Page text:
• H04L12/6418Hybrid transport
    • H04L2012/6491Echo cancellation
    • HELECTRICITY
    • H04ELECTRIC COMMUNICATION TECHNIQUE
    • H04MTELEPHONIC COMMUNICATION
    • H04M2203/00Aspects of automatic or semi-automatic exchanges
    • H04M2203/50Aspects of automatic or semi-automatic exchanges related to audio conference
    • H04M2203/5018Initiating a conference during a two-party conversation, i.e. three-party-service or three-way-call
    • HELECTRICITY
    • H04ELECTRIC COMMUNICATION TECHNIQUE
    • H04MTELEPHONIC COMMUNICATION
    • H04M2242/00Special services or facilities
    • H04M2242/22Automatic class or number identification arrangements
    • HELECTRICITY
    • H04ELECTRIC COMMUNICATION TECHNIQUE
    • H04MTELEPHONIC COMMUNICATION
    • H04M3/00Automatic or semi-automatic exchanges
    • H04M3/002Applications of echo suppressors or cancellers in telephonic connections
    • HELECTRICITY
    • H04ELECTRIC COMMUNICATION TECHNIQUE
    • H04MTELEPHONIC COMMUNICATION
    • H04M3/00Automatic or semi-automatic exchanges
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    • H04M3/42025Calling or Called party identification service
    • H04M3/42034Calling party identification service
    • H04M3/42042Notifying the called party of information on the calling party
    • HELECTRICITY
    • H04ELECTRIC COMMUNICATION TECHNIQUE
    • H04MTELEPHONIC COMMUNICATION
    • H04M3/00Automatic or semi-automatic exchanges
    • H04M3/42Systems providing special services or facilities to subscribers
    • H04M3/42025Calling or Called party identification service
    • H04M3/42034Calling party identification service
    • H04M3/42059Making use of the calling party identifier
    • HELECTRICITY
    • H04ELECTRIC COMMUNICATION TECHNIQUE
    • H04MTELEPHONIC COMMUNICATION
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    • H04M3/42Systems providing special services or facilities to subscribers
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    • HELECTRICITY
    • H04ELECTRIC COMMUNICATION TECHNIQUE
    • H04MTELEPHONIC COMMUNICATION
    • H04M3/00Automatic or semi-automatic exchanges
    • H04M3/42Systems providing special services or facilities to subscribers
    • H04M3/50Centralised arrangements for answering calls; Centralised arrangements for recording messages for absent or busy subscribers ; Centralised arrangements for recording messages
    • H04M3/51Centralised call answering arrangements requiring operator intervention, e.g. call or contact centers for telemarketing
    • H04M3/523Centralised call answering arrangements requiring operator intervention, e.g. call or contact centers for telemarketing with call distribution or queueing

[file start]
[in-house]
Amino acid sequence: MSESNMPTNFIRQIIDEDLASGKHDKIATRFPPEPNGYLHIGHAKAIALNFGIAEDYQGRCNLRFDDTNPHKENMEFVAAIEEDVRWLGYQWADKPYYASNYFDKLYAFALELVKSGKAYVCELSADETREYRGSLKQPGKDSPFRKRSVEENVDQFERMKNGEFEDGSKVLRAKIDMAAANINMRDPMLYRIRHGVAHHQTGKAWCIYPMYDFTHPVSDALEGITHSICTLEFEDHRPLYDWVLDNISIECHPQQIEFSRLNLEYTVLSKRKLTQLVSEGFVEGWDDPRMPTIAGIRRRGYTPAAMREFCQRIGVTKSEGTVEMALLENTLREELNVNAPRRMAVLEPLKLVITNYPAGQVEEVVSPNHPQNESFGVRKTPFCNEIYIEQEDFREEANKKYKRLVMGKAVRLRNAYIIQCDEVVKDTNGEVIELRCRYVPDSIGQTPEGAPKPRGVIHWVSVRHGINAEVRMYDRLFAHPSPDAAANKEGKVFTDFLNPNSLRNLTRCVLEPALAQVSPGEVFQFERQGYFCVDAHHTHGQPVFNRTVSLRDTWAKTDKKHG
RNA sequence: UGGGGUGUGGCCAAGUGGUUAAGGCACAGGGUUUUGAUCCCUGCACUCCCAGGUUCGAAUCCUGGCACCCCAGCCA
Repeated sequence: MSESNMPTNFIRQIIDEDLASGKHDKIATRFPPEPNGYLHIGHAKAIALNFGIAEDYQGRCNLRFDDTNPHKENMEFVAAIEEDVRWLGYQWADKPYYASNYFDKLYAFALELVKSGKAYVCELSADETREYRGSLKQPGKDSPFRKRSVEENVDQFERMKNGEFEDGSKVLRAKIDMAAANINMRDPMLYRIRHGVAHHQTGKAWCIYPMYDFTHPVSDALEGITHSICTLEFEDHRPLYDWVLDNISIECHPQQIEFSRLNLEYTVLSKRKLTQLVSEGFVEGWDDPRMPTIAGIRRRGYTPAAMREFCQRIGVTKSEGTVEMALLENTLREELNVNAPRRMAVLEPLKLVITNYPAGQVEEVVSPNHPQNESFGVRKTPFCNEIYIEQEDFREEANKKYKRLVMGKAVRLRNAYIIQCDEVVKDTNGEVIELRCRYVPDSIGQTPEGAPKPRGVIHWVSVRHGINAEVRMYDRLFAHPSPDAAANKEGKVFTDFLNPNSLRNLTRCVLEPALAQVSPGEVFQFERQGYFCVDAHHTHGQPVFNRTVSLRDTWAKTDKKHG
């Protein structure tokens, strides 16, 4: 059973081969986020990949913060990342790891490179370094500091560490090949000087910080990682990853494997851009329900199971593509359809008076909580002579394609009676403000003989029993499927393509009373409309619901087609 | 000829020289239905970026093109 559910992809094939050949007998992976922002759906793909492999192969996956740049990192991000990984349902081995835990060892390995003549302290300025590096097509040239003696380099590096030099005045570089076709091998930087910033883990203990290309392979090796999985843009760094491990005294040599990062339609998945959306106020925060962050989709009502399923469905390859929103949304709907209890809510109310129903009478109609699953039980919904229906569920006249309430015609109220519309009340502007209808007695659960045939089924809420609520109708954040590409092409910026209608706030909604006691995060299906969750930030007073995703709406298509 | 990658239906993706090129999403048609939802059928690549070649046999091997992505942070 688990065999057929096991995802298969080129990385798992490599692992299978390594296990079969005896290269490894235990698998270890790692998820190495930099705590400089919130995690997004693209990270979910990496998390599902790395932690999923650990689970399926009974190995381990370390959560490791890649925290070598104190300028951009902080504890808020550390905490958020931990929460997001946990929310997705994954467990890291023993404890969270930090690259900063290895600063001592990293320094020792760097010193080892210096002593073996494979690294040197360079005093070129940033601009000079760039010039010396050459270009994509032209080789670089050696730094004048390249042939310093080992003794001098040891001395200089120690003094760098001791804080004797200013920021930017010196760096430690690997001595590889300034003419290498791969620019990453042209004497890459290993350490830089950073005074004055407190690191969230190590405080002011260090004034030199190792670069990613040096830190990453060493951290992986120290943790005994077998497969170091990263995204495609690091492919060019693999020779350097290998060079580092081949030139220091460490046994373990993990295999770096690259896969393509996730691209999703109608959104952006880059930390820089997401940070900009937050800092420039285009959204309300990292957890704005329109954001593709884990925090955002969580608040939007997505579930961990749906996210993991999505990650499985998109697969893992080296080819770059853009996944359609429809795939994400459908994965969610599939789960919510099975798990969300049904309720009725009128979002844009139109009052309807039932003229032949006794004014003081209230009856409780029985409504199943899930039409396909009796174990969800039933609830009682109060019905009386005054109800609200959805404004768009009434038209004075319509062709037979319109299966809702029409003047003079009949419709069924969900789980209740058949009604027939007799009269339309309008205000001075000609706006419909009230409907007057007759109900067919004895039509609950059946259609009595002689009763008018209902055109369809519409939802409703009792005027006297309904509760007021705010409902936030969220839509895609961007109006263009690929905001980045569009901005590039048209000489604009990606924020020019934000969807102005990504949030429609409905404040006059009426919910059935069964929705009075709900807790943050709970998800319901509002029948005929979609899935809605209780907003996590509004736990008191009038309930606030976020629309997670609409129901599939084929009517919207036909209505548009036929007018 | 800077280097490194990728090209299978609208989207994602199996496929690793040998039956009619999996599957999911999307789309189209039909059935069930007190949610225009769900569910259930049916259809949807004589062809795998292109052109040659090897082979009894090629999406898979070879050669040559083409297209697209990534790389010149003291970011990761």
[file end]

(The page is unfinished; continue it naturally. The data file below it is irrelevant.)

• HELECTRICITY
    • H04ELECTRIC COMMUNICATION TECHNIQUE
    • H04MTELEPHONIC COMMUNICATION
    • H04M3/00Automatic or semi-automatic exchanges
    • H04M3/42Systems providing special services or facilities to subscribers
    • H04M3/56Arrangements for connecting several subscribers to a common circuit, i.e. affording conference facilities
    • HELECTRICITY
    • H04ELECTRIC COMMUNICATION TECHNIQUE
    • H04MTELEPHONIC COMMUNICATION
    • H04M7/00Interconnection arrangements between switching centres
    • H04M7/009Interconnection arrangements between switching centres in systems involving PBX or KTS networks
    • HELECTRICITY
    • H04ELECTRIC COMMUNICATION TECHNIQUE
    • H04QSELECTING
    • H04Q3/00Selecting arrangements
    • H04Q3/72Finding out and indicating number of calling subscriber

Abstract

A telephone system is disclosed establishing a link over a packet-switched-network (16), such as the Internet, between two telephone interfaces (10,20) by exchanging network addresses. The addresses can include ATM addresses to allow a virtual connection to be established between the interfaces. The interfaces exchange speech data packets of speech signals from a called party telephone and a calling party telephone over the network. An interface converts the speech signals of the parties into the speech data packets. The system dynamically allocates network and interface resources to complete the telephone call transaction. The system provides a number of enhanced calling services not normally available to PSTN subscribers including: message-delivery, call-back, call-screening, network-camp-on, call-back-from-queue, find-me, meet-me-pager, call-forwarding, call-interrupt, call-waiting, business-dialing, automatic-call-distribution, virtual-automatic-call-distribution, speed-dial, call-transfer, conference-calling and network-administration. Echo cancellation is used to eliminate echoes caused by PSTN circuits associated with the telephones. Silence detection is used to improve network efficiency by not sending packets when the parties are not speaking. The delay in the packet-switched-network is used to adjust the size of sound segments formed into a packet. The interfaces allow the system to provide end points in a packet-switched network that manage a telephone call over the packet switched network.

Description

    Cross Reference to Related Applications